Victory Review 1-09

Down home and lovable, David Grier charms the crowd with Live at the Linda in Albany, New York and I'll tell you what - can he ever play that guitar! Flawless, smooth as silk and rich as a three layer cake, Grier just glides into song after song with a little bit of that ah, shucks humor tucked in between the tunes. "High Atop Princess Cove" has the quality of a Celtic Aire while "As it Rolls to the Sea" has the taste of salt spray under billowing sails. This is a rather proud little number that stands well on its own. Melancholy, and perhaps a rainy day, has to have been the inspiration behind "Road to Hope" as the minor chords draw out a certain longing. Still, Grier makes it sound so easy and relaxed rather than troubled. The entire CD feels like you're hanging out together in his living room with the wood stove going and a pot of soup bubbling away. He manages to capture the essence of a storyteller with impromptu tomfoolery between songs creating a sweet country charm and sense of familiarity. The intro to "Red Haired Boy" gets a bit on the windy side, however, but once he launches into the song you realize the wait was worth it. (Okay, I know some of you skip over the intro with some of that new technology, but I kind of enjoy that live theater illusion; dim the lights please.) "The End of a Good Day" is just that conjuring up a vision of a blue and yellow windsock flapping in the breeze with rose tinted clouds in the distant sky. You might as well be leaning on a porch rail taking it all in, hanging on every note: what a picture. Grier does a tender version of "Killing Me Softly" which is both strong and vulnerable at the same time. The dynamics, color, and strength of this CD make it easy to forget that this is a solo recording. He can really make that Martin D-28 sing in full voice. (Nancy Vivolo)

CBA on the Web Review
By B. Hough

David Grier - Live at The Linda
2007 Dreadnought Records (#0701)
Have You Ever Been To England, High Atop Princess Cove, As It Rolls To The Sea, Road To Hope, The Old Spinning Wheel, America The Beautiful/Yesterday-Medley, Red Haired Boy, The End Of A Good Day, Redwing, Killing Me Softly, Crossing The Cumberlands/Old Ebenezer Scrooge-Medley, Bonaparte's Retreat, Randy Lynn Rag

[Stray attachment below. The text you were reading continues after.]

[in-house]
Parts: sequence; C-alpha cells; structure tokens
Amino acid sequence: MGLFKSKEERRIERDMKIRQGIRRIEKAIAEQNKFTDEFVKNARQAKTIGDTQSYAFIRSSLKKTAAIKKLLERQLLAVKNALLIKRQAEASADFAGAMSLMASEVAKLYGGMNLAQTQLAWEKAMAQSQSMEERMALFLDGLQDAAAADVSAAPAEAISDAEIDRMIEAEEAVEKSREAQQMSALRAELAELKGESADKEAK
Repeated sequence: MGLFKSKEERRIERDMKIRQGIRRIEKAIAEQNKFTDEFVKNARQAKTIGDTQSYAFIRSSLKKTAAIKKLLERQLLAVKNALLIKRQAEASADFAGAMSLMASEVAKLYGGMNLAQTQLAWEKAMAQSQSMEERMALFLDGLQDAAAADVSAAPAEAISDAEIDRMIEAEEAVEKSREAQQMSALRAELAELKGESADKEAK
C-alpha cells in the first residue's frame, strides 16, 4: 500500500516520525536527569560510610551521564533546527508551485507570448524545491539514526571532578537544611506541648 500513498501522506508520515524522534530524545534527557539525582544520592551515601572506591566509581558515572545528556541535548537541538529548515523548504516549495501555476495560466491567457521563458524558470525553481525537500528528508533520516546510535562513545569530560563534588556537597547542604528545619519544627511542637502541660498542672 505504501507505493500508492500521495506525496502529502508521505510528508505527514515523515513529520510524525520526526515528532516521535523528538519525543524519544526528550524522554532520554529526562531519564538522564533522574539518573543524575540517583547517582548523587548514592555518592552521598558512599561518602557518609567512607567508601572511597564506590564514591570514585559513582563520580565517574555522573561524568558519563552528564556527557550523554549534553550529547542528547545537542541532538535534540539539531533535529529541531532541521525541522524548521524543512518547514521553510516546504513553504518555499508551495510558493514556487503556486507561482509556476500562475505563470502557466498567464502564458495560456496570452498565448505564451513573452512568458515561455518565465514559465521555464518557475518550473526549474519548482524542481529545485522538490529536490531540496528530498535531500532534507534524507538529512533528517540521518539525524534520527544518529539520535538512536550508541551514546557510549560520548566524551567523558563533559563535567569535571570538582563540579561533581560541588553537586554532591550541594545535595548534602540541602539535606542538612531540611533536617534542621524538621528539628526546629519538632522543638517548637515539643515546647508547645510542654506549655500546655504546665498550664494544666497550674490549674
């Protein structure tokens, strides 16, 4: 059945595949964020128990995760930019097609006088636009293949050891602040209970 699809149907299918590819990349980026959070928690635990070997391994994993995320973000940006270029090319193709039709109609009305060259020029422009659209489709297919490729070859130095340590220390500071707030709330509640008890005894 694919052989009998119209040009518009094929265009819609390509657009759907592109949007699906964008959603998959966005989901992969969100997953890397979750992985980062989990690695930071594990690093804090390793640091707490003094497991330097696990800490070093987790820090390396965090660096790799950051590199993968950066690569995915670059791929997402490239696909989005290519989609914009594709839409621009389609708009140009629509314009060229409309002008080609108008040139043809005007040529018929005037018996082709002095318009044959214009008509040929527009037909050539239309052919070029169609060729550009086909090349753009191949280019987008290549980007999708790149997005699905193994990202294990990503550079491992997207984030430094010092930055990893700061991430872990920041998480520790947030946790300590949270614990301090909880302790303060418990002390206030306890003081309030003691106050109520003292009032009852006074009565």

David Grier is one of the few guitarists who can sit in front of an audience and spin a magical web of enchanting guitar music and punch-goofy jokes without having to sing a song or rely on a band. He is simply, a superb guitarist, with a command of melody and phrasing that twists and turns through his own original songs and a selection of fiddle tunes and popular songs. He merrily tells the story of his friend's reaction to his misunderstood question, "Have You Ever Been to England?" and he launches into the song, a minor-key reel that has flourishes up and down the neck done cross-picking style.

David recounts several encounters with ladies in the audience. One of them asked him, "was that a real song or did you make it up?, and another demands, "play something I know so I could see if you's any good."His "made up songs" include "As It Rolls to Sea," and "Road to Hope" that have tender melodic flows that roll out of David's deep, robust 1946 Martin D*28. While he would never want "Red Haired Boy" to be his signature tune, he has arranged a full, multi-leveled version of the fiddle tune with embellishments around the basic melody. His medley of "America the Beautiful"is combined with "Yesterday,"and the two tunes generate an enthusiastic audience response. "Killing Me Softly" is full of lush, harmonic runs and bass notes combined with treble riffs that make it hard to believe there's only one guitar playing. Bill Monroe fans won't be disappointed in his version of "Crossing the Cumberlands" that rumbles and moans, or "Ebenezer Scrooge" a later Monroe song with swirling themes and counter melodies. Simply a delight!